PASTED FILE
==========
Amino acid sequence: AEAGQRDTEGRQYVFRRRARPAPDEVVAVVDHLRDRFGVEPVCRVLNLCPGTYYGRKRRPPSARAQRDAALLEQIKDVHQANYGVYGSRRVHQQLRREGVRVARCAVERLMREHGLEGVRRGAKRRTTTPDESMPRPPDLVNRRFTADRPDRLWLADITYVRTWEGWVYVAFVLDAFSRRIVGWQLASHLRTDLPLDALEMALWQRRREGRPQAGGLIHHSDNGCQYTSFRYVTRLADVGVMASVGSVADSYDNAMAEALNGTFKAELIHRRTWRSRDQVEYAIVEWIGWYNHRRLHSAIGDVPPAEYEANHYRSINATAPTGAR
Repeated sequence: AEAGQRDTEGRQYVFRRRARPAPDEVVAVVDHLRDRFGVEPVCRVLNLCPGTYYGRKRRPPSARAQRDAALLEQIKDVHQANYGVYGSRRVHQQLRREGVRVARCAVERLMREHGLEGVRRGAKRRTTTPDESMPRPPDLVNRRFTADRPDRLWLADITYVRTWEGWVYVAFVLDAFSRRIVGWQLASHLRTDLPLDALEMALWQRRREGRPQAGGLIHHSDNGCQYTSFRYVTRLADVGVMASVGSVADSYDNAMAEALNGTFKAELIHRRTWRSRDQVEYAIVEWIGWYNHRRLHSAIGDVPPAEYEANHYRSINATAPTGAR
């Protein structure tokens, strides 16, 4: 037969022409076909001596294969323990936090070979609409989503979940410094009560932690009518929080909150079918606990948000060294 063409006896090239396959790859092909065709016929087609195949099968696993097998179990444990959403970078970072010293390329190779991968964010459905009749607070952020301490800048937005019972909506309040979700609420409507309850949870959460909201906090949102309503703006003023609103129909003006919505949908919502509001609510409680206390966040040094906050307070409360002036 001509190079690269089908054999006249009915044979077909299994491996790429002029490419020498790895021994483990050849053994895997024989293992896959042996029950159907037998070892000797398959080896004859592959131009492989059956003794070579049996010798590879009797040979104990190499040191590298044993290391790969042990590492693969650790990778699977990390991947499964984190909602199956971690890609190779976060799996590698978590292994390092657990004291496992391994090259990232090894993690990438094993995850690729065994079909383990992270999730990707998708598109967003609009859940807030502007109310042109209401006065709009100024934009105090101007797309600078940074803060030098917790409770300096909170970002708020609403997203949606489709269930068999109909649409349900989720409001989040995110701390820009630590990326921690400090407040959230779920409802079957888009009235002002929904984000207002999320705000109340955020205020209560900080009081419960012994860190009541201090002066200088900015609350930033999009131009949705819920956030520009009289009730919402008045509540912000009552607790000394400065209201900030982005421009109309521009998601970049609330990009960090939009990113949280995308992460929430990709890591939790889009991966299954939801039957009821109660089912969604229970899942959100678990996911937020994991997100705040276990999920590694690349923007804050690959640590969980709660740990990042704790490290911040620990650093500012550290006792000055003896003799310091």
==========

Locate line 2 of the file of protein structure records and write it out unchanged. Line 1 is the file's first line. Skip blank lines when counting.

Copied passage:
Repeated sequence: AEAGQRDTEGRQYVFRRRARPAPDEVVAVVDHLRDRFGVEPVCRVLNLCPGTYYGRKRRPPSARAQRDAALLEQIKDVHQANYGVYGSRRVHQQLRREGVRVARCAVERLMREHGLEGVRRGAKRRTTTPDESMPRPPDLVNRRFTADRPDRLWLADITYVRTWEGWVYVAFVLDAFSRRIVGWQLASHLRTDLPLDALEMALWQRRREGRPQAGGLIHHSDNGCQYTSFRYVTRLADVGVMASVGSVADSYDNAMAEALNGTFKAELIHRRTWRSRDQVEYAIVEWIGWYNHRRLHSAIGDVPPAEYEANHYRSINATAPTGAR